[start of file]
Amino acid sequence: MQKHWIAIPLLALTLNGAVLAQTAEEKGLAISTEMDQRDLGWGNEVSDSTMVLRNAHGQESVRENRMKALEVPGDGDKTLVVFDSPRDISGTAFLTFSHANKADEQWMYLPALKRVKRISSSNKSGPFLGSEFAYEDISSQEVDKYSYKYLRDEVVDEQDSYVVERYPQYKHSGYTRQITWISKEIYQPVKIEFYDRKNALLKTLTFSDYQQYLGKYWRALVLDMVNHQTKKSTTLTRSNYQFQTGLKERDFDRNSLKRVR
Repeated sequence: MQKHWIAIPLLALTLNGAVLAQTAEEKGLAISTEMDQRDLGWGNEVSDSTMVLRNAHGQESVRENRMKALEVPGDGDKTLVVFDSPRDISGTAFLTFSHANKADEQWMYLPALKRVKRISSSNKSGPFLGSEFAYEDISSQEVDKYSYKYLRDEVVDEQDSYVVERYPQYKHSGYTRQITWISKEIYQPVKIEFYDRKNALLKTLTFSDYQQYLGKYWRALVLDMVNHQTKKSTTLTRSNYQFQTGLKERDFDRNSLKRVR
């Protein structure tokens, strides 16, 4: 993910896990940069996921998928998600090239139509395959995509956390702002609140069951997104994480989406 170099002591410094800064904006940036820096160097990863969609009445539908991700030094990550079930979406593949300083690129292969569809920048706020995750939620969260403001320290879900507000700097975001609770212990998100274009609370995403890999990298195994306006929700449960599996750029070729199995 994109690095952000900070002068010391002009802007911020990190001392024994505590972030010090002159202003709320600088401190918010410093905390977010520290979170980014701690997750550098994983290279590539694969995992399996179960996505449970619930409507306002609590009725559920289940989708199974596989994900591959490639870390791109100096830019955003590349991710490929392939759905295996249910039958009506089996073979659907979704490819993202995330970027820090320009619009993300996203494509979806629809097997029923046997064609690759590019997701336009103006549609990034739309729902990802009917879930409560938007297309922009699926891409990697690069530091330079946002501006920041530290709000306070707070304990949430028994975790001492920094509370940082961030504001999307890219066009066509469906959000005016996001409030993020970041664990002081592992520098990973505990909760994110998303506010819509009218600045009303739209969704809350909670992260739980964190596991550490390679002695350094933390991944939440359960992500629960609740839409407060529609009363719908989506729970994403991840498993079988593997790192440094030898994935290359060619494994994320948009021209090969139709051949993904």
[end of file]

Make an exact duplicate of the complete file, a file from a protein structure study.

Amino acid sequence: MQKHWIAIPLLALTLNGAVLAQTAEEKGLAISTEMDQRDLGWGNEVSDSTMVLRNAHGQESVRENRMKALEVPGDGDKTLVVFDSPRDISGTAFLTFSHANKADEQWMYLPALKRVKRISSSNKSGPFLGSEFAYEDISSQEVDKYSYKYLRDEVVDEQDSYVVERYPQYKHSGYTRQITWISKEIYQPVKIEFYDRKNALLKTLTFSDYQQYLGKYWRALVLDMVNHQTKKSTTLTRSNYQFQTGLKERDFDRNSLKRVR
Repeated sequence: MQKHWIAIPLLALTLNGAVLAQTAEEKGLAISTEMDQRDLGWGNEVSDSTMVLRNAHGQESVRENRMKALEVPGDGDKTLVVFDSPRDISGTAFLTFSHANKADEQWMYLPALKRVKRISSSNKSGPFLGSEFAYEDISSQEVDKYSYKYLRDEVVDEQDSYVVERYPQYKHSGYTRQITWISKEIYQPVKIEFYDRKNALLKTLTFSDYQQYLGKYWRALVLDMVNHQTKKSTTLTRSNYQFQTGLKERDFDRNSLKRVR
């Protein structure tokens, strides 16, 4: 993910896990940069996921998928998600090239139509395959995509956390702002609140069951997104994480989406 170099002591410094800064904006940036820096160097990863969609009445539908991700030094990550079930979406593949300083690129292969569809920048706020995750939620969260403001320290879900507000700097975001609770212990998100274009609370995403890999990298195994306006929700449960599996750029070729199995 994109690095952000900070002068010391002009802007911020990190001392024994505590972030010090002159202003709320600088401190918010410093905390977010520290979170980014701690997750550098994983290279590539694969995992399996179960996505449970619930409507306002609590009725559920289940989708199974596989994900591959490639870390791109100096830019955003590349991710490929392939759905295996249910039958009506089996073979659907979704490819993202995330970027820090320009619009993300996203494509979806629809097997029923046997064609690759590019997701336009103006549609990034739309729902990802009917879930409560938007297309922009699926891409990697690069530091330079946002501006920041530290709000306070707070304990949430028994975790001492920094509370940082961030504001999307890219066009066509469906959000005016996001409030993020970041664990002081592992520098990973505990909760994110998303506010819509009218600045009303739209969704809350909670992260739980964190596991550490390679002695350094933390991944939440359960992500629960609740839409407060529609009363719908989506729970994403991840498993079988593997790192440094030898994935290359060619494994994320948009021209090969139709051949993904």